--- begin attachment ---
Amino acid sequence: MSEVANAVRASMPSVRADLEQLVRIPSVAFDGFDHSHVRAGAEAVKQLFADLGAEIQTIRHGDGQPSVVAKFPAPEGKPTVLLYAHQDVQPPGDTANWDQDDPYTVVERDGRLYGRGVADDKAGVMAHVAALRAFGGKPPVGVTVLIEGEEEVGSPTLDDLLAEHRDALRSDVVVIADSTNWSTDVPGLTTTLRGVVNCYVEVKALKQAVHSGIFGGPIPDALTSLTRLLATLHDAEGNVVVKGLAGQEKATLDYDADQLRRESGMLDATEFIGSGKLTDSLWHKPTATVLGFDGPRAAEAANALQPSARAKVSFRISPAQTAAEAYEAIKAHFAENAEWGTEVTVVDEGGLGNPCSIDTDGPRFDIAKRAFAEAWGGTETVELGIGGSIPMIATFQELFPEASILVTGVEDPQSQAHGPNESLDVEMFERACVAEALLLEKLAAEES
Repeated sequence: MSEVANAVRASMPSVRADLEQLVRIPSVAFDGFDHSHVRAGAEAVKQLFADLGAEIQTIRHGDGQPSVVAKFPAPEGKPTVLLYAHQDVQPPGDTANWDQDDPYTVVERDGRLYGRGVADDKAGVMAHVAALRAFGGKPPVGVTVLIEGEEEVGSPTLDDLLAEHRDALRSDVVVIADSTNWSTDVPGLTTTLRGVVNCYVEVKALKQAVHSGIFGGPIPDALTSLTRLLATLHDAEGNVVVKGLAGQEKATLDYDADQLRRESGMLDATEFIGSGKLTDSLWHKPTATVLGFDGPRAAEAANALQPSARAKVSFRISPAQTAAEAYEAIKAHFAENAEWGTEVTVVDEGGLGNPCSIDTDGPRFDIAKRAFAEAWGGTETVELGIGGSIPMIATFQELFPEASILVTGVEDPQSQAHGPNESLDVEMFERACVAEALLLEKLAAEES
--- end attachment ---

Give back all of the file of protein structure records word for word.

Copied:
Amino acid sequence: MSEVANAVRASMPSVRADLEQLVRIPSVAFDGFDHSHVRAGAEAVKQLFADLGAEIQTIRHGDGQPSVVAKFPAPEGKPTVLLYAHQDVQPPGDTANWDQDDPYTVVERDGRLYGRGVADDKAGVMAHVAALRAFGGKPPVGVTVLIEGEEEVGSPTLDDLLAEHRDALRSDVVVIADSTNWSTDVPGLTTTLRGVVNCYVEVKALKQAVHSGIFGGPIPDALTSLTRLLATLHDAEGNVVVKGLAGQEKATLDYDADQLRRESGMLDATEFIGSGKLTDSLWHKPTATVLGFDGPRAAEAANALQPSARAKVSFRISPAQTAAEAYEAIKAHFAENAEWGTEVTVVDEGGLGNPCSIDTDGPRFDIAKRAFAEAWGGTETVELGIGGSIPMIATFQELFPEASILVTGVEDPQSQAHGPNESLDVEMFERACVAEALLLEKLAAEES
Repeated sequence: MSEVANAVRASMPSVRADLEQLVRIPSVAFDGFDHSHVRAGAEAVKQLFADLGAEIQTIRHGDGQPSVVAKFPAPEGKPTVLLYAHQDVQPPGDTANWDQDDPYTVVERDGRLYGRGVADDKAGVMAHVAALRAFGGKPPVGVTVLIEGEEEVGSPTLDDLLAEHRDALRSDVVVIADSTNWSTDVPGLTTTLRGVVNCYVEVKALKQAVHSGIFGGPIPDALTSLTRLLATLHDAEGNVVVKGLAGQEKATLDYDADQLRRESGMLDATEFIGSGKLTDSLWHKPTATVLGFDGPRAAEAANALQPSARAKVSFRISPAQTAAEAYEAIKAHFAENAEWGTEVTVVDEGGLGNPCSIDTDGPRFDIAKRAFAEAWGGTETVELGIGGSIPMIATFQELFPEASILVTGVEDPQSQAHGPNESLDVEMFERACVAEALLLEKLAAEES